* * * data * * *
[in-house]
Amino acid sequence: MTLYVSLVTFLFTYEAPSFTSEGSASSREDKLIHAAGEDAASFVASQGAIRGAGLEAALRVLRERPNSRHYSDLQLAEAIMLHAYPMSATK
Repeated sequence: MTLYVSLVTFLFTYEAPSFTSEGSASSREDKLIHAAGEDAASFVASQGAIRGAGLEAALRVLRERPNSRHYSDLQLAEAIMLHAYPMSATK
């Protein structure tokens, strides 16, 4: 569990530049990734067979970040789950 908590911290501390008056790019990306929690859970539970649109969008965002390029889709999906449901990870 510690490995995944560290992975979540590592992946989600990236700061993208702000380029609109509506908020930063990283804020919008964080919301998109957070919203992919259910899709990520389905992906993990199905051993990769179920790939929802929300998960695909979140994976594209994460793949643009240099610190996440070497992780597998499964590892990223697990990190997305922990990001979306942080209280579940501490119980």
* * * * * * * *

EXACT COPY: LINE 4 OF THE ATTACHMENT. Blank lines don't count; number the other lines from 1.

């Protein structure tokens, strides 16, 4: 569990530049990734067979970040789950 908590911290501390008056790019990306929690859970539970649109969008965002390029889709999906449901990870 510690490995995944560290992975979540590592992946989600990236700061993208702000380029609109509506908020930063990283804020919008964080919301998109957070919203992919259910899709990520389905992906993990199905051993990769179920790939929802929300998960695909979140994976594209994460793949643009240099610190996440070497992780597998499964590892990223697990990190997305922990990001979306942080209280579940501490119980």